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It Happened to Us
Photographer follows Katrina survivors from 2005 to today


Chris Usher


Chris Usher


Chris Usher


Chris Usher



While photojournalists are experts at capturing natural disasters and images of destruction, this is about documenting the aftermath of a cataclysmic event through the souls of its survivors. It's about stopping Americans like Mary, Melvin, Mabel, Dundee, Agnes, and Benton on a flooded street and chatting with them about their situation before snapping a portrait that further conveys their emotions without words. It's about recording the newly formed wrinkles on their faces and the twinkle in their eyes (or maybe the lack thereof).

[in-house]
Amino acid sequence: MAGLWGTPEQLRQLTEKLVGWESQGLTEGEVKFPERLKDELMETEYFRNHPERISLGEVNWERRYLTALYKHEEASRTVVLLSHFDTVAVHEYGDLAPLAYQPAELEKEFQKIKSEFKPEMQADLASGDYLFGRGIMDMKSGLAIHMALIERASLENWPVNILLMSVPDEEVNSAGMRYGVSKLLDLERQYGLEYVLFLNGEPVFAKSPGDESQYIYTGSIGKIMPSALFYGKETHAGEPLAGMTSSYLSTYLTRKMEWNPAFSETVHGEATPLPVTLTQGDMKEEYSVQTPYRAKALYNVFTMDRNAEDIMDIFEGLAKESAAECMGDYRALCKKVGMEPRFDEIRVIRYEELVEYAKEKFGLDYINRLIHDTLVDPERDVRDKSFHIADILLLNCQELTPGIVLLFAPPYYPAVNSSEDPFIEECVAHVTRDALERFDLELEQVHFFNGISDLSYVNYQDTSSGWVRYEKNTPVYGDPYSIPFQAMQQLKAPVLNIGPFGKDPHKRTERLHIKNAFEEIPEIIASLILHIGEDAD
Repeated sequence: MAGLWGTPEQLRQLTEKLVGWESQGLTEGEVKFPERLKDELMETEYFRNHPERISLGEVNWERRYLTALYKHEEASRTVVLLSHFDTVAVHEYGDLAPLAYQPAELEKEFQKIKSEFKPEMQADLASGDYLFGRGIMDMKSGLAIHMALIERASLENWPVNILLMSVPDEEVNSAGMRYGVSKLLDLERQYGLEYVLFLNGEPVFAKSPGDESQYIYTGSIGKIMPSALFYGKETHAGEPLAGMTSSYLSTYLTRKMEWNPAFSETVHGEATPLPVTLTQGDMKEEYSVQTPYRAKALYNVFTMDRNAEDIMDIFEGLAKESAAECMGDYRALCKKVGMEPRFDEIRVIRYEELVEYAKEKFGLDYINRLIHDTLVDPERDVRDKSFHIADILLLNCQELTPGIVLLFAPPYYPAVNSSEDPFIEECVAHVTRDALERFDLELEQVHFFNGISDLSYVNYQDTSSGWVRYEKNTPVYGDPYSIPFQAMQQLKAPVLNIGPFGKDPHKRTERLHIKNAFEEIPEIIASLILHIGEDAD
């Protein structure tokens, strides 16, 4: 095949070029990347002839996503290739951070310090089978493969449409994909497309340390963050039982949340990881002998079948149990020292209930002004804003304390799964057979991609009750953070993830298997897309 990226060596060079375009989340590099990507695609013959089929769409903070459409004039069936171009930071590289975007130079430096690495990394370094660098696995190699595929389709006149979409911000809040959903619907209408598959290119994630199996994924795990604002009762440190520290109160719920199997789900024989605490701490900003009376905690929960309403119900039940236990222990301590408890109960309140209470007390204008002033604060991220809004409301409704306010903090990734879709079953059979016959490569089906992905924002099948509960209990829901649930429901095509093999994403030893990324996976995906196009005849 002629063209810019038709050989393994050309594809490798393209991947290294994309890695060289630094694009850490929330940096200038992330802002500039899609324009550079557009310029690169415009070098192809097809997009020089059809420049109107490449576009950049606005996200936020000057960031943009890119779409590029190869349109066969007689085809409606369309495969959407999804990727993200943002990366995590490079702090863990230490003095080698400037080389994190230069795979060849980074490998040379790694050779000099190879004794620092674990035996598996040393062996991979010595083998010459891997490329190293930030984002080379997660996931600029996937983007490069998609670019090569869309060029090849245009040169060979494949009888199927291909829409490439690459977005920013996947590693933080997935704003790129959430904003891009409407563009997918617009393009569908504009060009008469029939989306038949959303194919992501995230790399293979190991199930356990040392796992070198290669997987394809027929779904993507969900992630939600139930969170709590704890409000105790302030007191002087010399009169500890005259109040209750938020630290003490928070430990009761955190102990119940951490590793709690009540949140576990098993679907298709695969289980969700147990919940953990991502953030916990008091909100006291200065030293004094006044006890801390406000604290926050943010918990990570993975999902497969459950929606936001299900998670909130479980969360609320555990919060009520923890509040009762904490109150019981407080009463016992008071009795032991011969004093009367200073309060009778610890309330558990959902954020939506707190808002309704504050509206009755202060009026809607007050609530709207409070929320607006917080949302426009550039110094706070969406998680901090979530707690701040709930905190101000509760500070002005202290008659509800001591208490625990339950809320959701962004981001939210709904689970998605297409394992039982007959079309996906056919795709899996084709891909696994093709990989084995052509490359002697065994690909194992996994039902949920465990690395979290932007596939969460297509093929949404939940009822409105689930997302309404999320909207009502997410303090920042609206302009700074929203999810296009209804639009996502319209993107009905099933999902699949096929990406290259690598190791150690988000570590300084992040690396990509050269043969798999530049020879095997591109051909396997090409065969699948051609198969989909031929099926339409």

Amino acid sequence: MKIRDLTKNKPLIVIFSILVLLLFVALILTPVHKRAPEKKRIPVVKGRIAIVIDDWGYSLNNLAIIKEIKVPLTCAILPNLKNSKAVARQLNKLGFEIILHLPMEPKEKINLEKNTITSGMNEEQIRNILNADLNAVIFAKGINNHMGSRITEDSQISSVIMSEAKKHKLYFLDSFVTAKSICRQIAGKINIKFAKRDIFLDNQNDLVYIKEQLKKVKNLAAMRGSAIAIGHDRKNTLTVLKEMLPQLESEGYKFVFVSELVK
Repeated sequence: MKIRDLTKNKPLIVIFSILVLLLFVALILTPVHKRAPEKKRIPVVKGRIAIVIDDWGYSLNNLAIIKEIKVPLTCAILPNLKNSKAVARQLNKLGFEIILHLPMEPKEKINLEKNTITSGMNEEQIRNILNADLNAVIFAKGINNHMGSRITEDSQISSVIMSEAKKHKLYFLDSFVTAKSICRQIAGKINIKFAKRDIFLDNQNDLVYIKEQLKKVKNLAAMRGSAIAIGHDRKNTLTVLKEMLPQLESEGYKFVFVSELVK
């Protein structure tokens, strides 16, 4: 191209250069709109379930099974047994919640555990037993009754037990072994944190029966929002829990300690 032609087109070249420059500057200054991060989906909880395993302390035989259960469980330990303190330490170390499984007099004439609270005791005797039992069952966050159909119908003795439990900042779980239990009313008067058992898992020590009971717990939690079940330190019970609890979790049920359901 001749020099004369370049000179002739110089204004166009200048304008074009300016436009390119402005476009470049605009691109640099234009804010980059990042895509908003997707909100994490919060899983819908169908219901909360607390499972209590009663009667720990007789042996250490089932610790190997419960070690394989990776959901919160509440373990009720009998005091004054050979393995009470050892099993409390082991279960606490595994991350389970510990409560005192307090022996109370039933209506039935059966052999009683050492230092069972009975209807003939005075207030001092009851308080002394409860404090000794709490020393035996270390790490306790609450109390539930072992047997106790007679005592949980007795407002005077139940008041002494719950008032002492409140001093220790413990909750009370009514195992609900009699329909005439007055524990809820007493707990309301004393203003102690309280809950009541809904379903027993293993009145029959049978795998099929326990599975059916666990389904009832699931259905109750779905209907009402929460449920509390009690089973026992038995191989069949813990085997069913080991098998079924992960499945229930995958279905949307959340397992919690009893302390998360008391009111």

After the news interest in Hurricane Katrina rolled away with the receding waters, and the public's interest waned, news crews and journalists packed up and left those still in need of housing, food, and medical care with nothing but a prayer. Photographer Chris Usher realized what others did not--that behind the vacant eyes of the survivors, there was a lot more to say. That perhaps the most important part of the disaster was just beginning--it was the story of the living trying to live again.

"Everyone was covering the story--no one was documenting it," says Usher. "No matter where you looked, there was a picture of destruction. It felt hollow to just shoot it and leave. You were walking on people's lives."